I was thinking the other day about how I’ve really, over time, changed the way that I develop the different things that I’m trying to communicate. Whether it’s through the web, in a presentation, report, or whatever it is, I’ve developed specific tools for specific things. So I thought I’d share a little bit of that with folks. Now I know that as a Mac guy some of these tools are not necessarily available on the PC but if I happen to know a PC equivalent I’ll pass that along. Unfortunately I’ve become a bit of a Mac cripple and so I apologize in advance for those of you that are living in the PC world and are wondering that OmniGraffle was. Maybe that is a good place to start.
Over the years I‘ve started to use PowerPoint less and less. So many people have an axe to grind about PowerPoint and PowerPoint presentations. Either they come down on the side that it doesn’t convey enough information or people have started going to 70 slide PowerPoint decks. There are all these reasons people hate PowerPoint but the biggest thing that I don’t like about PowerPoint is the template driven nature. I feel that not being able to start with a clean slate so to speak puts unnecessary boundaries on how you think. I know that because it’s so template driven they’ve got a lot of nice things that allow you to make things quickly. The SmartArt has gotten really good. There’s a lot of flexibility to it but I think on some level, it kind of constrains your thinking. As a result, I’ve gone to OmniGraffle to make presentations. (Probably the closest PC equivalent to OmniGraffle is Visio.)
OmniGraffle is a nice drawing tool that has a lot of stencils available from a lot of different makers. This helps you with the ability to create things quickly because there’s a lot of these ready-made tools but there’s a much broader stencil set that you can pull from. There’s also no sort of constraining template that you’re bound by. Now sometimes that can have a little bit of a downside because a blank sheet of paper can be intimidating but that’s why I think one of the most underutilized productivity tools today is the pen and paper or the whiteboard.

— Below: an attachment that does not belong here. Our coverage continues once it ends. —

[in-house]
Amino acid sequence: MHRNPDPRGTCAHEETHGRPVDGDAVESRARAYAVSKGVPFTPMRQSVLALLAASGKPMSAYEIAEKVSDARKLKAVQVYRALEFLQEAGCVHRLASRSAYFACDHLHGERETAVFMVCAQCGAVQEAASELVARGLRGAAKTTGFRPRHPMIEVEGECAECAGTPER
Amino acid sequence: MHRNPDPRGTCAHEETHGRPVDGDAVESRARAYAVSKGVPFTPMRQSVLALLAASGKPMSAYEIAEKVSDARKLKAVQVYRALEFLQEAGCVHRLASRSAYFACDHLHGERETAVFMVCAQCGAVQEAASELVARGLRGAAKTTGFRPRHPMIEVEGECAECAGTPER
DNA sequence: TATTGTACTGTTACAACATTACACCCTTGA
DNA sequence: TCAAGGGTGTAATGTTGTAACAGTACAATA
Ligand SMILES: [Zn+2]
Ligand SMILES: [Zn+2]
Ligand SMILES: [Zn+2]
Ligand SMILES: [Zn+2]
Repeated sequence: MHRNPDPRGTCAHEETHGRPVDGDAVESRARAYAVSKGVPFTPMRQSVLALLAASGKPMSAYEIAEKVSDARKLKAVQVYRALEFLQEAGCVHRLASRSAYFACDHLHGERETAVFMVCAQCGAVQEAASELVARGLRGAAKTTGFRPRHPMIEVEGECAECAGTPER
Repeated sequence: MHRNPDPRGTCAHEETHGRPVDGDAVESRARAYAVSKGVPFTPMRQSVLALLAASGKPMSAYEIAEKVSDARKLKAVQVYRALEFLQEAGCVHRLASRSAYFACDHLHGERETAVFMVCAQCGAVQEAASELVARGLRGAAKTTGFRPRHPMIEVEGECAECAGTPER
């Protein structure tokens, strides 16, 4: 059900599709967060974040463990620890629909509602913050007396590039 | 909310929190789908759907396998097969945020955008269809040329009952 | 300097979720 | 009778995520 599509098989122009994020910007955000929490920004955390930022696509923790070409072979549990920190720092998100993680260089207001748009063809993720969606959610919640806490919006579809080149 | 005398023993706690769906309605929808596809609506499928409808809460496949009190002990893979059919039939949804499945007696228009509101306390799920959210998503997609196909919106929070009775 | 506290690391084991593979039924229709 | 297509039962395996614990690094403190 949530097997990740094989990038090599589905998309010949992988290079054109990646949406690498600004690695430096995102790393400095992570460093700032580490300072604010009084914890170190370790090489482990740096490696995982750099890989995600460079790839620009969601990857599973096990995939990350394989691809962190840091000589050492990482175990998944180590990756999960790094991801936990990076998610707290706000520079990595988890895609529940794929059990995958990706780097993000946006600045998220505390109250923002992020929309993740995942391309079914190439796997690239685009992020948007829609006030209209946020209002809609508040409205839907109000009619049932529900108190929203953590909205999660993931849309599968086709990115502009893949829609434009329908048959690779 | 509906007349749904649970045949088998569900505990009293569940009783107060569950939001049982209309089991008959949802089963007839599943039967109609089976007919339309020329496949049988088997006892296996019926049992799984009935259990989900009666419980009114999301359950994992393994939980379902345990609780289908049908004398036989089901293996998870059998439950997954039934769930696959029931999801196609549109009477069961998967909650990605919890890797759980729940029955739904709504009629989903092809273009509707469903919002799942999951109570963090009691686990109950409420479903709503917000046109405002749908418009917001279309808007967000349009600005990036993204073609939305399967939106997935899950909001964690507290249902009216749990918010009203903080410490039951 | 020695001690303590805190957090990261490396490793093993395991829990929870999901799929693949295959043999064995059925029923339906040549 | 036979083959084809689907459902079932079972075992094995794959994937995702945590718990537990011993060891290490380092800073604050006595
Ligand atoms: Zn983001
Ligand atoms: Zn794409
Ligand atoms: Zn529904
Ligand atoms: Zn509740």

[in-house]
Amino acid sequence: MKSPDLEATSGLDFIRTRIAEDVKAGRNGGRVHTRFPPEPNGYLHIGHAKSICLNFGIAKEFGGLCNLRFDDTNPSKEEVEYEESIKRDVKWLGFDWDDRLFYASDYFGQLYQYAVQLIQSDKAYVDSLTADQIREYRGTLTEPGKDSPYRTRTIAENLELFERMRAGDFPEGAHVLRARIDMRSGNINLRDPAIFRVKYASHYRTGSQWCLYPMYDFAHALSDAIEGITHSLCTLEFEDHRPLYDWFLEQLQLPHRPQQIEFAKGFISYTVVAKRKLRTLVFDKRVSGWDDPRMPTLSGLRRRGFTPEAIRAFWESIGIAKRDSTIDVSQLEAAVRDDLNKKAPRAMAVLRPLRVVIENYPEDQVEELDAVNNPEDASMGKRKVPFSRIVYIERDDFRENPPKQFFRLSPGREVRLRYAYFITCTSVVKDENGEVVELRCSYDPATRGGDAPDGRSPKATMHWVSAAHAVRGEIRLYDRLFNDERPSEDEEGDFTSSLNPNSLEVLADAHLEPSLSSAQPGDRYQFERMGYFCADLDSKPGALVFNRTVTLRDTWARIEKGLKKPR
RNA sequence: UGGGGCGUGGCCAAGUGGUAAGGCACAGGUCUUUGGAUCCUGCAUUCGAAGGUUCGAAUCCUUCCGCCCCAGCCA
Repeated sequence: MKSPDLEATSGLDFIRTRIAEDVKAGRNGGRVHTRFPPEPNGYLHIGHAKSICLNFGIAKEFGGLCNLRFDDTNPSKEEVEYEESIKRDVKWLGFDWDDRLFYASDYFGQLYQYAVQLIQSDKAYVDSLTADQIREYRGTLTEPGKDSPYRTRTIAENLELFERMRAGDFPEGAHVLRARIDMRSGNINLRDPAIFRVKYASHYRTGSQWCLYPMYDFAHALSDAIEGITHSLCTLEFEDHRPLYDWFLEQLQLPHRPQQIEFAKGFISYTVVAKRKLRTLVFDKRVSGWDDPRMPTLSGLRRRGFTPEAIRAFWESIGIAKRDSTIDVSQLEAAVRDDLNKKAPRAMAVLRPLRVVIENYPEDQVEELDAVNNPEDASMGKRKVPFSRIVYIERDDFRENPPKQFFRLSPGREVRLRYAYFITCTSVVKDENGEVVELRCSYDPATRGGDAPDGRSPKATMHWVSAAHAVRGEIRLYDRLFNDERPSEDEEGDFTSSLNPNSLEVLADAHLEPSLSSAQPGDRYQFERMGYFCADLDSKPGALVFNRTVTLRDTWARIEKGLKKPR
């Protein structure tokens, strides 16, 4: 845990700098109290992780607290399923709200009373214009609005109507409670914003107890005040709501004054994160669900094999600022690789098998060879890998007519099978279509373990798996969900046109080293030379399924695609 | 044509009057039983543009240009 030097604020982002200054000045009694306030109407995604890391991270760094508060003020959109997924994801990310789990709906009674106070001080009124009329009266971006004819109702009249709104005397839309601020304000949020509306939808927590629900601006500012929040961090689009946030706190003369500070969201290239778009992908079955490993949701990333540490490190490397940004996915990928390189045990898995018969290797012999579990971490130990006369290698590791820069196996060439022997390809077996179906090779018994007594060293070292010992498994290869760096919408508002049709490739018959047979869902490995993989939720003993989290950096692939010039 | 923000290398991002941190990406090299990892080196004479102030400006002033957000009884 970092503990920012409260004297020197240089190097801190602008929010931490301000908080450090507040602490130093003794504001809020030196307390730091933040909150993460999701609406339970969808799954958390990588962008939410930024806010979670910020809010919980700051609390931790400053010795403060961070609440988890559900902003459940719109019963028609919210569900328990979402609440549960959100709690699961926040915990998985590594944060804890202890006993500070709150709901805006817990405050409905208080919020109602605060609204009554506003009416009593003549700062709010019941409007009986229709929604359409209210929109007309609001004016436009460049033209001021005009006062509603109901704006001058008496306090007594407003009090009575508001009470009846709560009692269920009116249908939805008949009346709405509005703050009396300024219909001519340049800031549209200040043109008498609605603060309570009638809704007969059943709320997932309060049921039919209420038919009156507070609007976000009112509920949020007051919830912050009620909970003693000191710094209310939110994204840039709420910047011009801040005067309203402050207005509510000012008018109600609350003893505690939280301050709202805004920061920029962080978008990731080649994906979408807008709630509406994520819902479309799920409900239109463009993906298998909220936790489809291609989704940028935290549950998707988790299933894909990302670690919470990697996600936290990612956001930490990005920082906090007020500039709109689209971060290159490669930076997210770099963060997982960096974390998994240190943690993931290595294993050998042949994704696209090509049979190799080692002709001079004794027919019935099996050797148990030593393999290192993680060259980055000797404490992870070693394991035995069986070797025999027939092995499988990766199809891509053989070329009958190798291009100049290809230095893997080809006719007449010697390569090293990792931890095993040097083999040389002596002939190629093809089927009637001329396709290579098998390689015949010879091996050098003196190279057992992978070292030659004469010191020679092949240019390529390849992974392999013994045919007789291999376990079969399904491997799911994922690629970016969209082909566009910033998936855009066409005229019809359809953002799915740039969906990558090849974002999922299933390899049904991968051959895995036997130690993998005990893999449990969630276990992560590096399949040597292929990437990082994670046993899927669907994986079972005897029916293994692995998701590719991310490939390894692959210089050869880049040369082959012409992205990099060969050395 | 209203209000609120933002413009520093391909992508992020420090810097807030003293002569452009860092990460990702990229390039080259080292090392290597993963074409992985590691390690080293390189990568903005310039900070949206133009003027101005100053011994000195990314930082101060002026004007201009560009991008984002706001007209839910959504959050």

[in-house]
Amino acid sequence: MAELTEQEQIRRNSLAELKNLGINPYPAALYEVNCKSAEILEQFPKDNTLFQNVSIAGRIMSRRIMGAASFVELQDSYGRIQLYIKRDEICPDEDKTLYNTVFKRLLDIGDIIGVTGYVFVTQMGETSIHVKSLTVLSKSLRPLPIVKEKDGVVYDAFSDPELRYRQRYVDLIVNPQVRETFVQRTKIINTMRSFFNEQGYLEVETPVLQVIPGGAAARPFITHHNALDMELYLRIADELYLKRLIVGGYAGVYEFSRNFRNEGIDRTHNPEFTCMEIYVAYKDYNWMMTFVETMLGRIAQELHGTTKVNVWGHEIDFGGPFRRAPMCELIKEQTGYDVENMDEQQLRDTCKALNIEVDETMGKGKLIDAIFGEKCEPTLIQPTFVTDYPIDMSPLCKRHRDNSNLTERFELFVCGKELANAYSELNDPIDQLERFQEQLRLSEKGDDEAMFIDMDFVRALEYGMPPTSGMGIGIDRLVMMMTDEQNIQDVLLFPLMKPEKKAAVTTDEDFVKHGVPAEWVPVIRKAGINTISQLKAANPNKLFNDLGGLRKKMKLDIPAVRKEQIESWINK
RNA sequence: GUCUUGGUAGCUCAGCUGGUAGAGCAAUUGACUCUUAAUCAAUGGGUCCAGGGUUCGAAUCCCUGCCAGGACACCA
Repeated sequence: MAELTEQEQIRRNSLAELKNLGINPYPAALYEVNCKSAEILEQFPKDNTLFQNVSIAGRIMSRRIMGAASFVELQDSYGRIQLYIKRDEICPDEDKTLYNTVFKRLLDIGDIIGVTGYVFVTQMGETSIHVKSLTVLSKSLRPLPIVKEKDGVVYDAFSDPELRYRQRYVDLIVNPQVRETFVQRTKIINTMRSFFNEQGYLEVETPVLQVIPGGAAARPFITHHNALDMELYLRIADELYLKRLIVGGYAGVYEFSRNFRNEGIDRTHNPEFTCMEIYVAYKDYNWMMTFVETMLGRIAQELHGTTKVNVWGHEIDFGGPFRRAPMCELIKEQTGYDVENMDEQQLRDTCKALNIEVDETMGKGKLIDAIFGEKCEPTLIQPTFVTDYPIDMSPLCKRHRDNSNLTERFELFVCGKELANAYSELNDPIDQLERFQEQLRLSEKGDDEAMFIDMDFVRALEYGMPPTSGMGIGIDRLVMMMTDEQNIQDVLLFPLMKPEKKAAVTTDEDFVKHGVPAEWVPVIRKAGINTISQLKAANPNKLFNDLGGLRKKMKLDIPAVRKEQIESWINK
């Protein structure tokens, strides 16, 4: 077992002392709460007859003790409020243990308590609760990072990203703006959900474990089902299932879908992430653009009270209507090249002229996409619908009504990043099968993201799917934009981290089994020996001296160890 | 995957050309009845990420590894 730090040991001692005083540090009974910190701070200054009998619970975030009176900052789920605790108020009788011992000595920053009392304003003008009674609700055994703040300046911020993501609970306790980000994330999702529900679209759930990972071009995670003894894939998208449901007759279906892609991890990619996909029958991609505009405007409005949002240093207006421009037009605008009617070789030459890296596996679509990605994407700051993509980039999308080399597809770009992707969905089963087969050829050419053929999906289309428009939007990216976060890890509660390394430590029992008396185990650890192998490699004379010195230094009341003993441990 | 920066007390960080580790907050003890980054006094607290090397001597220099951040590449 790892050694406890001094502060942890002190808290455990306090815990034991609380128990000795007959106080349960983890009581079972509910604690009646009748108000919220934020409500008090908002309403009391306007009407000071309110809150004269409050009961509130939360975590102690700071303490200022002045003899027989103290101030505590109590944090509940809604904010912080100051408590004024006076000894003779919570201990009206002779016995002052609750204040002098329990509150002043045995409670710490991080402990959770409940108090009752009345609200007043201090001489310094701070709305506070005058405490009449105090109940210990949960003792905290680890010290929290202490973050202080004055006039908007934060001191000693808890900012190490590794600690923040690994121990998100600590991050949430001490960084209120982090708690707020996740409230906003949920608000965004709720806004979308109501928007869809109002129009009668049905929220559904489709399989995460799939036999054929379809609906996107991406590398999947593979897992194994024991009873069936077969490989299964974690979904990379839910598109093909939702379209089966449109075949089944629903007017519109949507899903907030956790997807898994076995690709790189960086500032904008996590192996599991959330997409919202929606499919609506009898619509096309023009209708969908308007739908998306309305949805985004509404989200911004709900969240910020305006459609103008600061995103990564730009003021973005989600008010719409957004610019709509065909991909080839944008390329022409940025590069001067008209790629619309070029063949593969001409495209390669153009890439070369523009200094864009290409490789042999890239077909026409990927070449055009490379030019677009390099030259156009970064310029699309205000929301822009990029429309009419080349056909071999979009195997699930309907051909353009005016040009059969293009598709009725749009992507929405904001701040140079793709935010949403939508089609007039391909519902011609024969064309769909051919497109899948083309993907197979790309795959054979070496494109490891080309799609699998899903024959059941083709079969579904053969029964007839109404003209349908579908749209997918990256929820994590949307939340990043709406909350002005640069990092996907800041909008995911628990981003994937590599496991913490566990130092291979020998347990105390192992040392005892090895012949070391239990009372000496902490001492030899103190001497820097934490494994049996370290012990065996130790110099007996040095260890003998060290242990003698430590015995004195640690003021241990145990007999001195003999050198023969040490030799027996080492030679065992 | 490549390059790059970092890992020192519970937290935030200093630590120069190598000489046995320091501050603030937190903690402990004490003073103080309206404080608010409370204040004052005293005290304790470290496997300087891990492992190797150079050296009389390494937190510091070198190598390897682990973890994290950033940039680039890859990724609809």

I so often start with pen, paper, and a doodle before I touch any other tool because I think that when you get in and you’re using your productivity tools on your PC, there’s a sense of permanence in it. You don’t want to un-build things that you built once you’ve gone through the trouble of drawing a bunch of lines, grouping them, sending things to the back, and moving things forward so on. You don’t want to break anything. Whereas with a pen and paper, you just scratch things out and spend another three minutes hacking something new together. I think sometimes, especially at the beginning of the creative process, being able to throw things away is important because you’re going to have a lot of bad ideas before you have a good ones. At least, that’s what I’ve found. Your mileage may vary there. I know there are a lot of sharper people than me out there and so it might be that you’re able to knock things out without the number of iterations that I have to go through. I personally find that the easier I make it for myself to throw something away the better the final project is because instead of trying to take something that is halfway there and make it work, I can start over. So a lot of times my process will be pen and paper, or whiteboard if I’m working with a group, and then I’ll take it into Omnigraffle.